Ian Jacobs is a D.C.-area commuter.
It’s no secret: Commuting in the District is a nightmare under the best of conditions.
A combination of too many cars and too few public transportation options has left commuters with among the longest average commute times in the nation — worse than even car-obsessed southern California.
And with the current closure of lanes on Memorial Bridge and shuttering of parts of the Blue and Yellow lines in Virginia next summer, it’s going to get worse.
So why are the D.C. Council and the District Department of Transportation hellbent on increasing the misery of thousands of commuters across the region?
Every morning, thousands “slug” into the city. Slugging is informal, free carpooling. People queue up at various spots across the region, where drivers come to pick them up. With three people in a car, drivers are able to take advantage of the (usually) congestion-free high-occupancy vehicle lanes on the freeway, cutting commutes in half or more. In the evening, slugs line up at various points in the District to get picked up and dropped off back at their park-and-ride lots.
It’s an ingenious, environmentally friendly solution to commuting. There is a massive time and sanity incentive for drivers to pick up two or three slugs, and slugs get a free commute.
Except recently, the District has begun to harass drivers in evening commute times, threatening them with tickets or towing if they stop to pick up riders.
In response, the slugging community requested that the District Department of Transportation and council help identify appropriate pickup points to minimize street and foot traffic.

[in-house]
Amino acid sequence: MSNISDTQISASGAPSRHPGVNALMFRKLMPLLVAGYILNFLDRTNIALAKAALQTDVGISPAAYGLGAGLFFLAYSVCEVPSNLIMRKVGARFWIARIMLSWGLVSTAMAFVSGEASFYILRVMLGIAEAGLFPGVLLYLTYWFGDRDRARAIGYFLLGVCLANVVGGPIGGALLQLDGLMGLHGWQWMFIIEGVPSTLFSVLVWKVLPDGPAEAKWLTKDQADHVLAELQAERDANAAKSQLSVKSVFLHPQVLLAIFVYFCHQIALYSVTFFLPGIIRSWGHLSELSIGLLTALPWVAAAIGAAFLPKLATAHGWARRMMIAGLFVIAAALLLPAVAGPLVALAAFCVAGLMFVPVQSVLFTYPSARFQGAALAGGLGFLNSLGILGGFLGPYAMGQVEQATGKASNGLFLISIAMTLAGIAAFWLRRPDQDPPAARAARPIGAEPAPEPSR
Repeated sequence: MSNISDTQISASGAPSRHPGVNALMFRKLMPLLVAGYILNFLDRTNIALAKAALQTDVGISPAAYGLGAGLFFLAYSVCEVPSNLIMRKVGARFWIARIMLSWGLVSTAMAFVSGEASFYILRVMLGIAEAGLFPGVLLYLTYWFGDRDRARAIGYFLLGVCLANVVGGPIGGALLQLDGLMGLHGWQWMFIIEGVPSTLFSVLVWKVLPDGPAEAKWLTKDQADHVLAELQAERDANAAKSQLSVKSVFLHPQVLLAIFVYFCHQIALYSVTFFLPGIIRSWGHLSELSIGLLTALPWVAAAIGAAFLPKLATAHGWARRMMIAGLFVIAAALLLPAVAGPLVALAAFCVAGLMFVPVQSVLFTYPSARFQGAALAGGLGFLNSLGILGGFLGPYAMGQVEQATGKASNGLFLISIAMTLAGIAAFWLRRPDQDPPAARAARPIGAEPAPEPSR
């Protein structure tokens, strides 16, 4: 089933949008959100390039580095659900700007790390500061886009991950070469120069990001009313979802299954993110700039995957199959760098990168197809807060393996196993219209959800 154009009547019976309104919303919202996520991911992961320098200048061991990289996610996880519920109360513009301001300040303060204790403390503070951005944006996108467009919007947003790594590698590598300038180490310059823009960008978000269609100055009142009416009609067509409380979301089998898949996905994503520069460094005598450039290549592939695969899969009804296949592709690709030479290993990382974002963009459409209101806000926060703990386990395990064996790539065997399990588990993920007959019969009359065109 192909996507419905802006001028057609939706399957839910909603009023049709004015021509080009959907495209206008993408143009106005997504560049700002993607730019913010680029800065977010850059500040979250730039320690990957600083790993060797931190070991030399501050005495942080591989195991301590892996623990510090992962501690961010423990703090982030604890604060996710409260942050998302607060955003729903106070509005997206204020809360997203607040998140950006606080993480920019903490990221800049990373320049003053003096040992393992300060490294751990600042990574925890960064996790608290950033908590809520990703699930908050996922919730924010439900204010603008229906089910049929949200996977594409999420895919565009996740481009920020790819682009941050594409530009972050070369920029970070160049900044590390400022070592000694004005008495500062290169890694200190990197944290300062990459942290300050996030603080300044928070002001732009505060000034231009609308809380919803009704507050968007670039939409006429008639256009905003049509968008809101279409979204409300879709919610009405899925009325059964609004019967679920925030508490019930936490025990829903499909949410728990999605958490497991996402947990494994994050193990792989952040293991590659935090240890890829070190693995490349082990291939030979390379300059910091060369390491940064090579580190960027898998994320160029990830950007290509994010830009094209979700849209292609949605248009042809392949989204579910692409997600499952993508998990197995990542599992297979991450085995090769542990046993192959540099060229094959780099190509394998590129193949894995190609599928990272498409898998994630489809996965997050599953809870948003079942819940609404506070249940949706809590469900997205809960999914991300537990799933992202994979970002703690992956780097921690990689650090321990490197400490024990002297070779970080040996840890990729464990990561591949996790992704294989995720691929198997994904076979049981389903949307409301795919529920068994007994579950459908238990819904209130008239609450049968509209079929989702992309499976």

Thus far, both District bodies have abdicated their responsibility to commuters. Worse, they continue their campaign of hassling drivers. It’s an inexplicable response by those who have overseen one of the worst commuting disasters in the country.
On the other hand, perhaps it’s a completely predictable response by those who oversee one of the worst commuting disasters in the country.
Now, I understand the concerns the District has. During peak commuting time, slug pickups can increase the traffic on congested roads as drivers stop — or, worse, stop and wait — to pick up riders.
But what do you think causes more congestion: a car that stops momentarily to pick up two or three people or thousands of additional cars on the road?
It’s environmentally friendly, too: Fewer cars on the road means faster commuting times for everyone, and that means less pollution overall.
I implore the D.C. Council and District Department of Transportation to work with the slugging community to set up common-sense pickup locations that will minimize local congestion and maximize benefits for all commuters.
D.C. commuters need a break, and punishing people who are trying to do the right thing at a time when we already face the worst commutes in the nation is simply cruel and unusual.